Metrorail or Metrofail?

Factionalism in Gospel music
The arts and public policy in contemporary South Africa

Metrorail is a division of the Prasa.

Metrorail or Metrofail?
By Earl-Ryan September

Trains are delayed due to manual authorization, defective sets and speed restrictions. Allow for extended travel time due to a train that failed in-section. If you make use of South Africa’s rail operator Metrorail, these are well-known messages by now.
The daily struggles and frustration of thousands of my fellow commuters are as a result of not only mismanagement and corrupt activities but also first no planning and then poor planning by government.

The current state of the service is where you not guaranteed the train will be on-time and your ticket might or might not be checked. What you can be sure of is an overcrowded train. After the struggle to get in, comes the struggle to get out. Picture yourself a scrum, better yet wrestling’s royal rumble.

Another challenge for both rail operator and consumer is that some of the tracks are not owned by Metrorail. Much of it is rented from Transnet and therefore Metrorail cannot legally do repairs and maintenance. This often leaves the operator and commuters frustrated with delays or a suspended line, pending TFR maintenance.

While the daily numbers of commuters have increase, the number of trains decreased with many trains sabotaged by arson and vandals. This led to some trains being cancelled and the remaining trains shorter to ensure a service on all lines.

Metrorail needs more than 90 train sets to have a normal service in the Western Cape, for the four lines that stretch over 490km tracks. With all the arson incidents the past two years, there was a time the province had less than 60 train sets.

I am of the opinion that the arson and cable theft is a well-organised syndicate, deliberately destroying Metrorail.
Unfortunately there is no security compliment to have a guard of honour next to the railway line, and there is just not enough manpower for all the stations and points.

Security guards are deployed to hot-spot areas, but families of the men and women are victimized and their lives threatened. Many of the unarmed guards step back when the criminals target the areas. These guards don’t speak, out of fear for the lives of their loved-ones. Many of the guards are also not trained to use a firearm. And we cannot just go and give every Hendrik, Jason and Thabo a gun.

Cable theft is a reality. Between the 21st and 25th of July 2017 eleven suspects were arrested. Rail crime is however not viewed as serious enough by our justice system. If it was how many criminals caught, or against whom there is enough evidence were successfully prosecuted?

One of the positives is there has not been a single derailment with fatalities in the Western Cape and compared with other regions train incidents are fewer. Delays and cancellations are also lower, and lines suspended for service (after a major incident) last a few hours – compared to days in other regions – and as hard as this is to believe, commuters here receive better communication.

However the reality is that Metrorail operates in an open environment, making it not immune to and thus vulnerable for criminal activities. Social ills in communities play a big role in the many challenges. Often criminals use the tracks as an escape route. There are also areas where the railway line is a border for rivalry gangs.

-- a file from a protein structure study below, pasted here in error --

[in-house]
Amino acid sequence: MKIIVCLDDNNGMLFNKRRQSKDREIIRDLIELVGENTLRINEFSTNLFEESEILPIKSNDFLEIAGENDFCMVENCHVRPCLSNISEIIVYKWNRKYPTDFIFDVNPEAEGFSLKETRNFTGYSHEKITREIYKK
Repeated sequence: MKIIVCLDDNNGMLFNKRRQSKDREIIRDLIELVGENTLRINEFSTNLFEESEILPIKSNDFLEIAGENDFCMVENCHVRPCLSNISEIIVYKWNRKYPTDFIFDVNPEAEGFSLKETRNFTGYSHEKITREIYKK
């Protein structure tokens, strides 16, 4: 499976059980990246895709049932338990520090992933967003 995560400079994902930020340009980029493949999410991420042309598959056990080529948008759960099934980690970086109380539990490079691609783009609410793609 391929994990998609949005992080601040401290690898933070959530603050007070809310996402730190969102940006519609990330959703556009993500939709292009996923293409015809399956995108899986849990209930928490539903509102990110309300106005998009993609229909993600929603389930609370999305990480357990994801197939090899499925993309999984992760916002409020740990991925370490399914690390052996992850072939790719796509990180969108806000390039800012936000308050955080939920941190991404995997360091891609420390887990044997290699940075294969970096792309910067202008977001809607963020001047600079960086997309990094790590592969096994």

Railway police don’t resort under Metrorail – but SAPS – and having no jurisdiction over them or their deployment adds to the safety headache.
The past month also saw a number of level-crossing incidents, despite having booms and Metrorail appealing in their statements for motorist to be vigilant when approaching a level-crossing.

Part of addressing the problem is not only government making more funding available, but also making rail more than just a priority on paper. We will also have to start addressing crime, social challenges and unemployment. If we don’t do this and continue to play the blame game, commuters and Metrorail will continue to be the biggest loser and hooligan criminals laughing all the way to the bank.

Who is metrorail?
Metrorail is a division of the Prasa, a state-owned entity of the national government that resorts under the Department of Transport (DoT). Metrorail is funded by treasury with a small percentage through ticket sales. The railway service is the backbone of the Western Cape economy, yet it gets about a R6 subsidy per passenger as oppose to MyCiti bus service who gets about four times as much.
The past three decades very little to no upgrading was done to our rail network. This is besides all the repairs. In 2009 Prasa launched Project Modernisation, a 20 to 30 year project that not only includes new trains but also upgrading of infrastructure. We have to wonder though what a setback every cable theft, arson and vandalism incident has. The arson incidents are condemned in press statements, but commuters need more than a sentence from their leaders. Commuters, like trains and the infrastructure that are destroyed are government assets. One needs to ask why our defence force – who protects rhinos – cannot be deployed to protect our trains and stations, against the hooligans who are destroying the assets of our future.